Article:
Khan was there to introduce the screening of a new documentary, From the Ashes, about the demise of the American coal industry. As he noted, Britain continues to battle against the legacy of fossil fuels: “In London today we burn very little coal but we are facing new air pollution challenges brought about for different reasons." 

At a time when the world's leaders are struggling to keep international agreements on climate change afloat, what can mayors do? Khan has pledged to buy only hybrid and zero-emissions buses from next year, and is working towards London becoming a zero carbon city.

Khan has, of course, also gained heroic status for being a bête noire of climate-change-denier-in-chief Donald Trump. On the US president's withdrawal from the Paris Agreement, Khan quipped: “If only he had withdrawn from Twitter.” He had more favourable things to say about the former mayor of New York and climate change activist Michael Bloomberg, who Khan said hailed from “the second greatest city in the world.”

Yet behind his humour was a serious point. Local authorities are having to pick up where both countries' central governments are leaving a void – in improving our air and supporting renewable technology and jobs. Most concerning of all, perhaps, is the way that interest groups representing business are slashing away at the regulations which protect public health, and claiming it as a virtue.

In the UK, documents leaked to Greenpeace’s energy desk show that a government-backed initiative considered proposals for reducing EU rules on fire-safety on the very day of the Grenfell Tower fire. The director of this Red Tape Initiative, Nick Tyrone, told the Guardian that these proposals were rejected. Yet government attempts to water down other EU regulations, such as the energy efficiency directive, still stand.

In America, this blame-game is even more highly charged. Republicans have sworn to replace what they describe as Obama’s “war on coal” with a war on regulation. “I am taking historic steps to lift the restrictions on American energy, to reverse government intrusion, and to cancel job-killing regulations,” Trump announced in March. While he has vowed “to promote clean air and clear water,” he has almost simultaneously signed an order to unravel the Clean Water Rule.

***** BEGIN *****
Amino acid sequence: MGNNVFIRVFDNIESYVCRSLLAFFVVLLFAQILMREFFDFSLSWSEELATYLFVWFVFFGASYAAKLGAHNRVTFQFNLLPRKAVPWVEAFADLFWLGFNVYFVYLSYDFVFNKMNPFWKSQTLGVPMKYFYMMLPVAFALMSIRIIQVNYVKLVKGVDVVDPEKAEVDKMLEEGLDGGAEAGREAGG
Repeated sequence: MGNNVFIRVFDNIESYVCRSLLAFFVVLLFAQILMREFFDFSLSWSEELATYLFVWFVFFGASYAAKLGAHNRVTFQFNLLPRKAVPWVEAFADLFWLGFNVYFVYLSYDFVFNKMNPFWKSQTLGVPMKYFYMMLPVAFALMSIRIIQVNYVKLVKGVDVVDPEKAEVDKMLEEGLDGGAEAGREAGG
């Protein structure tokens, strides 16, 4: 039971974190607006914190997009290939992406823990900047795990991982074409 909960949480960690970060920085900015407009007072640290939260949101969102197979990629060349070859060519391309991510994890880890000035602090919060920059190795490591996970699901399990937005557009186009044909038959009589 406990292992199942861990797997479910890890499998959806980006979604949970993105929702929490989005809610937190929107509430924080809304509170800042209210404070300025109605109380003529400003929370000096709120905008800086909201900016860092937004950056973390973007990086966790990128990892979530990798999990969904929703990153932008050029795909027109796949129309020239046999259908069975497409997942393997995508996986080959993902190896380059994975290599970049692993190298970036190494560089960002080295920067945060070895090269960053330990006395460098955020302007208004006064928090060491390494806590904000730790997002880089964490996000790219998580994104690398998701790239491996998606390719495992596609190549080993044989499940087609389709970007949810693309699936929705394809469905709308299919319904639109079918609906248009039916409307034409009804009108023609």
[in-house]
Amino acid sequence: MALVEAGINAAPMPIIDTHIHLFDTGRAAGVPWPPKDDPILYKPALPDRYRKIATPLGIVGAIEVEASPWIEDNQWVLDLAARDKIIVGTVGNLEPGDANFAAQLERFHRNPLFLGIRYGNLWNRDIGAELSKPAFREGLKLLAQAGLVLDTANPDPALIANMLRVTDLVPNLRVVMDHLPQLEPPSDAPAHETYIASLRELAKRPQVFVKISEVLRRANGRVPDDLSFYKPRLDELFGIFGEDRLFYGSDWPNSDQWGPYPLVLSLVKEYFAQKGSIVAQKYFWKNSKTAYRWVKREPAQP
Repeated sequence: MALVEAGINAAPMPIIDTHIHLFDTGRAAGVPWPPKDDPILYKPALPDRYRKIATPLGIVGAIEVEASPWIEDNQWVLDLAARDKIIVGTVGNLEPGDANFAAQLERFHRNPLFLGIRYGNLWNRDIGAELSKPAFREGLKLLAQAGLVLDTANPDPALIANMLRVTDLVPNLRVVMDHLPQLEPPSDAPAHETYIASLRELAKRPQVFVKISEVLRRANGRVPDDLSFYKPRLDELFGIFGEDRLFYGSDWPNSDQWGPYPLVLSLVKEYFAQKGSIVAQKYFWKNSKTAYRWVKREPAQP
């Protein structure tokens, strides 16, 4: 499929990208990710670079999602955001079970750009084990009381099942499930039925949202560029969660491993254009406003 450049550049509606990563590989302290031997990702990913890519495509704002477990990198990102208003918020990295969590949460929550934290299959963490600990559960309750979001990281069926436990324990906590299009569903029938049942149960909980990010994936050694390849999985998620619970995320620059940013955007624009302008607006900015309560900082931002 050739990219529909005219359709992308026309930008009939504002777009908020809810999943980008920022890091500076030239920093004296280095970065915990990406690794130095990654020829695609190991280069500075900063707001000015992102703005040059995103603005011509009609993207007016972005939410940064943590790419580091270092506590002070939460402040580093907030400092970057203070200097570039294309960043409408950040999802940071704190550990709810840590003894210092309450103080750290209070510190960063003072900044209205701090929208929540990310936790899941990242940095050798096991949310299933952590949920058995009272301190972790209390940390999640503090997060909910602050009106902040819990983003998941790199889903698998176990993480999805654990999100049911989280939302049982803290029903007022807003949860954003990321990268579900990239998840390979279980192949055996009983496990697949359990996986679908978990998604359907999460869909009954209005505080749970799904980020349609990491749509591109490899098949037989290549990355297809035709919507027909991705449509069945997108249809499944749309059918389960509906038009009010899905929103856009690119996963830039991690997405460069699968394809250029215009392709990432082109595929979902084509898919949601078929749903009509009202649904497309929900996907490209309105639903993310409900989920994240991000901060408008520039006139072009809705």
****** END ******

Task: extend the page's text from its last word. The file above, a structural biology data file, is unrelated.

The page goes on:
This rhetoric is hurting the very people it claims to protect: miners. From the Ashes shows the many ways that the industry harms wider public health, from water contamination, to air pollution. It also makes a strong case that the American coal industry is in terminal decline, regardless of possibile interventions from government or carbon capture.

Charities like Bloomberg can only do so much to pick up the pieces. The foundation, which helped fund the film, now not only helps support job training programs in coal communities after the Trump administration pulled their funding, but in recent weeks it also promised $15m to UN efforts to tackle climate change – again to help cover Trump's withdrawal from Paris Agreement. “I'm a bit worried about how many cards we're going to have to keep adding to the end of the film”, joked Antha Williams, a Bloomberg representative at the screening, with gallows humour.

Hope also lies with local governments and mayors. The publication of the mayor’s own environment strategy is coming “soon”. Speaking in panel discussion after the film, his deputy mayor for environment and energy, Shirley Rodrigues, described the move to a cleaner future as "an inevitable transition".

Confronting the troubled legacies of our fossil fuel past will not be easy. "We have our own experiences here of our coal mining communities being devastated by the closure of their mines," said Khan. But clean air begins with clean politics; maintaining old ways at the price of health is not one any government must pay. 

'From The Ashes' will premiere on National Geograhpic in the United Kingdom at 9pm on Tuesday, June 27th.

India Bourke is an environment writer and editorial assistant at the New Statesman.